http://themacrotourist.com/images/RollDec1916.png

Last year at this time markets were grappling with the Fed’s first rate hike in almost a decade. Although many optimists were confident the economy was plenty strong enough to handle the increase in rates, within days it was obvious they were sorely mistaken.

Fast forward to today. With the election of Trump, there is even more optimism filling the air.

Don’t get me wrong, I understand all the reasons to be bullish.

But doesn’t the fact that everyone else understand all those reasons too not worry you just a little bit?

There is no wall of worry to climb. Instead we are faced with complete and overwhelming confidence the Fed hike will not derail the good times.

Now maybe I worry too much. Maybe the Fed hike will not slow down the markets even in the slightest.

Yet a little part of me wonders if the problems with the shortage of US liquidity will come rushing back to the forefront with the Fed hike.

And just in case it does, I think it is instructive to review what happened last year when the Fed hiked.

Let’s start with the S&P 500:

http://themacrotourist.com/images/SPXDec1916.png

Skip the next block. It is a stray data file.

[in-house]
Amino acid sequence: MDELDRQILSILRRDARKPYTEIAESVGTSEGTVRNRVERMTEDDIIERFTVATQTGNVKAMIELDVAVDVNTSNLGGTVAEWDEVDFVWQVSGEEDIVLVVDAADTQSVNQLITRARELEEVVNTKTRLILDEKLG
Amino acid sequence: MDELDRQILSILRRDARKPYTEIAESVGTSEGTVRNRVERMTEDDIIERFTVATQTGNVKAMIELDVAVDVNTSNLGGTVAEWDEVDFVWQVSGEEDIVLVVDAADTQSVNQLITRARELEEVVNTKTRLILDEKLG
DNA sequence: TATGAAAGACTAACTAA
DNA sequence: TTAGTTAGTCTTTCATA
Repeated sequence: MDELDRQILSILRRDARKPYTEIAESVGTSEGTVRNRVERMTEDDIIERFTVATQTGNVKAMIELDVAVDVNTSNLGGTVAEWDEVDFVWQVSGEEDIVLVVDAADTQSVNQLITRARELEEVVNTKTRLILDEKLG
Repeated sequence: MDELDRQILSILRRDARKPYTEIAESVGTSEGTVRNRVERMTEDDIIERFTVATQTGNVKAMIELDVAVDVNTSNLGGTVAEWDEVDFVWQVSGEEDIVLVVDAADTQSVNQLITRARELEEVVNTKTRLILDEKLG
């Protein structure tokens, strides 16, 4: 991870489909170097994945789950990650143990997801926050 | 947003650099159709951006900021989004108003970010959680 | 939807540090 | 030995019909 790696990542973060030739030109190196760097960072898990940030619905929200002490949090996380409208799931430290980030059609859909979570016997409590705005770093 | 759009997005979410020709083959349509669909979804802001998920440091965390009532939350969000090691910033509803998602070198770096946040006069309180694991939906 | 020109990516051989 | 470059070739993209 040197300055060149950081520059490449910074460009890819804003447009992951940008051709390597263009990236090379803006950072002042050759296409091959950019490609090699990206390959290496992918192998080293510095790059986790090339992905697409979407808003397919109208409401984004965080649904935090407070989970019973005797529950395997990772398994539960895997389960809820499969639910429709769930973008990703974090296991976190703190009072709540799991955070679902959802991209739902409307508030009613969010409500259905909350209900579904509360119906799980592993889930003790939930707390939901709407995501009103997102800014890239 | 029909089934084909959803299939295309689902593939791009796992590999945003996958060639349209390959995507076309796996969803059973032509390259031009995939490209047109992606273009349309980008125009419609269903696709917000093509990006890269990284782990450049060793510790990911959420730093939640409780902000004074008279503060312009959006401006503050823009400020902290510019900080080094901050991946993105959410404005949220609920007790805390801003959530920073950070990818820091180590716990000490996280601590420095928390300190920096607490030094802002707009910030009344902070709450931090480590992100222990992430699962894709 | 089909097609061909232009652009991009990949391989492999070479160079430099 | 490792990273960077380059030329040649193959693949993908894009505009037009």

After last year’s Fed hike the S&P 500 managed to stay bid for a week before collapsing in the worst start to a new year in the history of finance.

How about the US dollar?

http://themacrotourist.com/images/DXYDec1916.png

Although the US dollar went up for a few weeks after, it eventually rolled over and had a terrible first quarter of 2016.

So far all the reactions to the Fed hike seem to have some delay. Yet have a look at gold. The “pet rock” bottomed on the day after last year’s Fed hike and never looked back.

I don’t want to goocher it, but so far, the pattern is playing out exactly the same. Gold has once again bottomed on the day following this year’s Fed hike, and knock on wood, has not yet violated that low.

http://themacrotourist.com/images/GoldDec1916.png

This all coincides with the gold/S&P 500 ratio once again bumping along the support at the previous low.

http://themacrotourist.com/images/GLDSPXDec1916.png

Putting it all together, will the gold/S&P 500 ratio repeat last year’s performance?

http://themacrotourist.com/images/RepeatDec1916.png

I know any suggestion of gold rising and stocks declining seems absurd. After all, gold is probably the most hated asset class on the planet with stocks being the most loved.

Yet somehow that doesn’t bring me much comfort as I am pretty sure last year the bulls were extremely confident the Fed hike wouldn’t derail the budding recovery. The fact they are even more confident today doesn’t bring me any solace…

Thanks for reading,
Kevin Muir
the MacroTourist